This study examines aspects of the stem density and growth of two large arborescent palms Attalea maripa and Astrocaryum aculeatum and discusses their implication for the palm trees distribution in Amazonia. Stem density and growth were investigated through both laboratory measurements and field estimates of growth rates. The densities of stem samples collected within one individual of each studied species were very distinct. The samples of A. maripa stem were more homogeneous in density than those of A. aculeatum, both from the internal to the external, and from the lower to the upper parts of the stem. Field estimates of stem growth rates revealed that A. maripa growth is also more constant through development in height. Short A. aculeatum palms had faster growth rates than A. maripa, as they get taller, stem growth rates are reduced and approach A. maripa rates. The implications for arborescent palms distribution across Amazonian forests are discussed.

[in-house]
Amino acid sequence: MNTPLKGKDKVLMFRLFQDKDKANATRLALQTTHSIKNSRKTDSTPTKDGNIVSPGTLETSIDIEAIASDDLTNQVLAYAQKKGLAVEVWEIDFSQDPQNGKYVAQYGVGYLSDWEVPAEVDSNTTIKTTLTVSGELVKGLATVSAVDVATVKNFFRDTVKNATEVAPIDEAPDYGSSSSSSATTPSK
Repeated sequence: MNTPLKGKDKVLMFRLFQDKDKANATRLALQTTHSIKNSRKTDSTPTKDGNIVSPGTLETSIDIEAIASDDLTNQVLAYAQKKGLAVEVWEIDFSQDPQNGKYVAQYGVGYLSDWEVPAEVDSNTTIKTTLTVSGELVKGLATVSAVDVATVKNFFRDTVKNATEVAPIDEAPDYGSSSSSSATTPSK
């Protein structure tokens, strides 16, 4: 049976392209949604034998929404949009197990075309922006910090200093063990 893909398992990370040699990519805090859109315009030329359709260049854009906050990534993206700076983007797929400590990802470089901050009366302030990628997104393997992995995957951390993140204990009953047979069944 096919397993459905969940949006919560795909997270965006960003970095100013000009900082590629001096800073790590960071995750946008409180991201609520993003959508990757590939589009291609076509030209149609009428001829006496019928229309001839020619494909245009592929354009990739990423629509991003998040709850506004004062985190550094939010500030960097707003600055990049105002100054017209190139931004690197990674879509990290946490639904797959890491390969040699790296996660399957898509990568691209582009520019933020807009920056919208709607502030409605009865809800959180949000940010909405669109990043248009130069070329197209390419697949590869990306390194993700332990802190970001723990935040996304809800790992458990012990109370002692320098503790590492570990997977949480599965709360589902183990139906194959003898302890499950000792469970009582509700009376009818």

Amazonia; Astrocaryum aculeatum; Attalea maripa; Distribution; Palms; Stem density